- Trim the toenails every two weeks or as needed. Cut them straight across. Do not round them. Do not cut them too short. This can cause ingrown toenails.
- It is easiest to trim toenails right after a shower or bath, while they are soft.
- Keep the feet dry by wearing dry, cotton socks and dry shoes.
- Avoid cutting toenails too short or in a curve. Avoid sharing shoes. Avoid wearing tight shoes.
- Talk to a trusted adult if the feet itch, or the toenails look thick or turn a different color.
Mouth Care Habits
The mouth is the entry point for food, drink, and germs. Keeping the mouth clean and healthy is important to lifelong health. Here are tips for caring for the mouth:
- Brush the teeth for two minutes, two times a day, in the morning and right before bed. Use a pea-sized amount of fluoride toothpaste.
- Clean between the teeth once a day. Interdental cleaning reaches places missed by the toothbrush. This can be done with dental floss, interdental brushes, oral irrigators, and woodsticks.
- Eat a healthy diet that limits sugary foods and drinks.
- Visit the dentist regularly.
Personal Care Habits
Once your child reaches puberty, they will begin to menstruate or have nocturnal emissions. You can help your child manage these rites of passage by talking about them before they happen. Here are tips for personal care:
- Explain menstruation (periods) to your child. Provide menstrual products and explain how to use them. Discuss how often to change them, how to dispose of them, and how to clean the vulva from front to back to avoid infection.
- Explain nocturnal emissions (wet dreams) to your child. Teach them how to wash up and change damp bedsheets. Assure your child that this is a typical part of puberty and is different than bed-wetting.
- Discuss pleasure and masturbation with your child. Explain that self-touching is an activity that is done in private.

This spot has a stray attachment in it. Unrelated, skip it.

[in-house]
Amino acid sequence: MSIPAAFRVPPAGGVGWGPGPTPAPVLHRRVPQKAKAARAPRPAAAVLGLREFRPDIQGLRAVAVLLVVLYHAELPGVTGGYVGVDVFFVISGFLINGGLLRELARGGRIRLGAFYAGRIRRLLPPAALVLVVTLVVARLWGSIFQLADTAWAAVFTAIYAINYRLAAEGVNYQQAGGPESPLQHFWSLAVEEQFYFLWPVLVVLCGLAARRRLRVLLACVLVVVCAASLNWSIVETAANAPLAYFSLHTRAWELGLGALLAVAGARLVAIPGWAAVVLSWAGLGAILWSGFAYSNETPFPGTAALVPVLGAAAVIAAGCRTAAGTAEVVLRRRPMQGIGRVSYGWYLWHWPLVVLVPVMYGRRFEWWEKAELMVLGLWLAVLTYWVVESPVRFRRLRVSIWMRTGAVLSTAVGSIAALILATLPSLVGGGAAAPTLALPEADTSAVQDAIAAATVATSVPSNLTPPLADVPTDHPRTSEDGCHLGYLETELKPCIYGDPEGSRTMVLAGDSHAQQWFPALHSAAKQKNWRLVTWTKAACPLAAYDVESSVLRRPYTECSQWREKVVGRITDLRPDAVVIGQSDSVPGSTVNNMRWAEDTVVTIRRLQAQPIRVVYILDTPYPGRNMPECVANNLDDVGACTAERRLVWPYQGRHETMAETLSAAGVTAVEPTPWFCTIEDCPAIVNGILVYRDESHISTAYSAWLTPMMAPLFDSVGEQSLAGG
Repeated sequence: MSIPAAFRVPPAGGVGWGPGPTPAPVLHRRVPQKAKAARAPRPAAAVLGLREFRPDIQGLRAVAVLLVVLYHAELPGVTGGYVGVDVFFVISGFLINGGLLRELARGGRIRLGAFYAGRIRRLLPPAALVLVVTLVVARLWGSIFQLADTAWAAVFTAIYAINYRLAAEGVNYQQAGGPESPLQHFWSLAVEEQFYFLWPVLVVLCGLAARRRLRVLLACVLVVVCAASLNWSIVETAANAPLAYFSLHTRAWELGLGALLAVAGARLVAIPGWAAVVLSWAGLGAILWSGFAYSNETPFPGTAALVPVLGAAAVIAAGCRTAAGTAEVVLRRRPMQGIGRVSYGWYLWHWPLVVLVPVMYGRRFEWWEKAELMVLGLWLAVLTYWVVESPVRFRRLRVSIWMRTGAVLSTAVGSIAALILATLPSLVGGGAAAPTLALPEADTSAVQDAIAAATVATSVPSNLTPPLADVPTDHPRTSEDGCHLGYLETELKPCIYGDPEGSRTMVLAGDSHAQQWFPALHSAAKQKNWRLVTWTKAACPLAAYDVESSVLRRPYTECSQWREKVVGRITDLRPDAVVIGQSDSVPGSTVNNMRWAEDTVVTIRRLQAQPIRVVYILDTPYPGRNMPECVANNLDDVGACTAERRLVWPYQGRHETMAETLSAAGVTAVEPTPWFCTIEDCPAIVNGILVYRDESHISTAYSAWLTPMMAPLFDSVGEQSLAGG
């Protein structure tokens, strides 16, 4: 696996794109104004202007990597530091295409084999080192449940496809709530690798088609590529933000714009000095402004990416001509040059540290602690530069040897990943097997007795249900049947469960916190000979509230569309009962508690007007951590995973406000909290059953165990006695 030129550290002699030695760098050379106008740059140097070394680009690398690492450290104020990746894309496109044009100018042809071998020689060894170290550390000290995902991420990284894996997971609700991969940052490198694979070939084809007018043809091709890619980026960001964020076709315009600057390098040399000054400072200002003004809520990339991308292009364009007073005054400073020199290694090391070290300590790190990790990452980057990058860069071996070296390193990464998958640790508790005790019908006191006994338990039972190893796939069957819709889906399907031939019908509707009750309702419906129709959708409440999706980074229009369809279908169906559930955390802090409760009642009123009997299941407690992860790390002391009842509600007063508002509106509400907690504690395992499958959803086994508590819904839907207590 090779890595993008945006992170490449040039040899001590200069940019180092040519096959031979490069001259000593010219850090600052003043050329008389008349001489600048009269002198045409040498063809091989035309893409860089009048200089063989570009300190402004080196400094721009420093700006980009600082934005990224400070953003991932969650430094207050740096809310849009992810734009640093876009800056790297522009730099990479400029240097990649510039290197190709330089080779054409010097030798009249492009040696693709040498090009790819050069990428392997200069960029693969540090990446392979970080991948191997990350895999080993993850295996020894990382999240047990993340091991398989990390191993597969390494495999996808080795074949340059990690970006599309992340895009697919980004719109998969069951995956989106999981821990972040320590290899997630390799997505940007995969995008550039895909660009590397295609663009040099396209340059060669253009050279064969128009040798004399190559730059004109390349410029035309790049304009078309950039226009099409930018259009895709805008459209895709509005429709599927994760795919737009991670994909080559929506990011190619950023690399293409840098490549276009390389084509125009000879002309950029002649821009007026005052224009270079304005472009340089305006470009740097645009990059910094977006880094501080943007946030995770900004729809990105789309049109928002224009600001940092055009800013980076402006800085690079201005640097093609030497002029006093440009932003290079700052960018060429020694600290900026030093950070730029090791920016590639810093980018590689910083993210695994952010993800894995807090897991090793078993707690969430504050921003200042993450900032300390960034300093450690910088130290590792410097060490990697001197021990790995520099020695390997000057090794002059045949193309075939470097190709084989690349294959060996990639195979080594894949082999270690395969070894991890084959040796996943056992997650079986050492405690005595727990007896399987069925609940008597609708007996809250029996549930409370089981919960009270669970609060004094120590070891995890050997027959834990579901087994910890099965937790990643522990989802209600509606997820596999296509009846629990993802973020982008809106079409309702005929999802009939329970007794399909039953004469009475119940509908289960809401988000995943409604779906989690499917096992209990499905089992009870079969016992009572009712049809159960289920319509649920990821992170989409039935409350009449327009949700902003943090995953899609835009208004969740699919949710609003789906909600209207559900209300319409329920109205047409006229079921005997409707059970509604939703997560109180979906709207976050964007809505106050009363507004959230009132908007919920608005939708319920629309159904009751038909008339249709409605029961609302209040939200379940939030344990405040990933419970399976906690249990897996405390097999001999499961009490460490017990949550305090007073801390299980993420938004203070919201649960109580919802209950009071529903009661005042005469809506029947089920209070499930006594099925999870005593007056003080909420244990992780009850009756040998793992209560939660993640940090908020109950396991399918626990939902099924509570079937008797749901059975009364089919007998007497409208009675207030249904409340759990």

- Expect your child to want more privacy and time in the bathroom. Discuss family rules about sharing the bathroom and the importance of asking for consent before entering a private space, such as a bathroom or bedroom.
As a parent, caregiver, or another trusted adult, you are encouraged to teach your child about their personal hygiene. After all, you know them better than anyone else.
Personal hygiene habits are a way your child can develop responsibility. Consider creating a personal hygiene chart to help your child remember what to do. Reward their success as they show they are responsible.
Remember: You only get one body, so treat it well!
Your body belongs to you.
Everyone is unique, AND we are all alike.
We all end up as adults in our own time.
No one looks at you as closely as you do; no one else will notice the little things that you see in the mirror.
Being clean feels good.
When you know how to take care of yourself, you feel good about yourself!
You can always talk to me or another trusted adult.
Find more helpful Parent Resources here.
- American Academy of Dermatology
- American Cancer Society
- American Dental Association
- Children’s Hospital of Richmond at VCU
- Mayo Clinic
- Medical News Today